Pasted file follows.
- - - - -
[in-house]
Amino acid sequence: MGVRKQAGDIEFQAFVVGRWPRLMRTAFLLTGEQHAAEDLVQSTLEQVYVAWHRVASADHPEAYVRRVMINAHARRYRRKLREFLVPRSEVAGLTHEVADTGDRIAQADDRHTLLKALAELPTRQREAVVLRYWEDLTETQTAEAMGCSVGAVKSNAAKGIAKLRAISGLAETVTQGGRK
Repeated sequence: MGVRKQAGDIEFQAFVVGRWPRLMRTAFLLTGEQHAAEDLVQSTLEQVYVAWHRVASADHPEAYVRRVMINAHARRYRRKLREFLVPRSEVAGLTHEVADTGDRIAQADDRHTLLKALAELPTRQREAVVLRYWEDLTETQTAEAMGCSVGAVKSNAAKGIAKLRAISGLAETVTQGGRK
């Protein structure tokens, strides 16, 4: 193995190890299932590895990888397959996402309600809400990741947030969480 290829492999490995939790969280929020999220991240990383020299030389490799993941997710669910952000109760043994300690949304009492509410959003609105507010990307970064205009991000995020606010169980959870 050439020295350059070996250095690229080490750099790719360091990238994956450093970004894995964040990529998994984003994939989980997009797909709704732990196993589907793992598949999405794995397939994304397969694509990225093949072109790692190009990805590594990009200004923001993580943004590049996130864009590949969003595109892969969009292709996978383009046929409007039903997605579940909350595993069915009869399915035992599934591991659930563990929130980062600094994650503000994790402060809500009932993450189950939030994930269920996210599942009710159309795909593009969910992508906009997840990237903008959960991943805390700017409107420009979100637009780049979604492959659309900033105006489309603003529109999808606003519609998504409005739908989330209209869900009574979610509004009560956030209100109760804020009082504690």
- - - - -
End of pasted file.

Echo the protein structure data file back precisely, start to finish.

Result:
[in-house]
Amino acid sequence: MGVRKQAGDIEFQAFVVGRWPRLMRTAFLLTGEQHAAEDLVQSTLEQVYVAWHRVASADHPEAYVRRVMINAHARRYRRKLREFLVPRSEVAGLTHEVADTGDRIAQADDRHTLLKALAELPTRQREAVVLRYWEDLTETQTAEAMGCSVGAVKSNAAKGIAKLRAISGLAETVTQGGRK
Repeated sequence: MGVRKQAGDIEFQAFVVGRWPRLMRTAFLLTGEQHAAEDLVQSTLEQVYVAWHRVASADHPEAYVRRVMINAHARRYRRKLREFLVPRSEVAGLTHEVADTGDRIAQADDRHTLLKALAELPTRQREAVVLRYWEDLTETQTAEAMGCSVGAVKSNAAKGIAKLRAISGLAETVTQGGRK
């Protein structure tokens, strides 16, 4: 193995190890299932590895990888397959996402309600809400990741947030969480 290829492999490995939790969280929020999220991240990383020299030389490799993941997710669910952000109760043994300690949304009492509410959003609105507010990307970064205009991000995020606010169980959870 050439020295350059070996250095690229080490750099790719360091990238994956450093970004894995964040990529998994984003994939989980997009797909709704732990196993589907793992598949999405794995397939994304397969694509990225093949072109790692190009990805590594990009200004923001993580943004590049996130864009590949969003595109892969969009292709996978383009046929409007039903997605579940909350595993069915009869399915035992599934591991659930563990929130980062600094994650503000994790402060809500009932993450189950939030994930269920996210599942009710159309795909593009969910992508906009997840990237903008959960991943805390700017409107420009979100637009780049979604492959659309900033105006489309603003529109999808606003519609998504409005739908989330209209869900009574979610509004009560956030209100109760804020009082504690």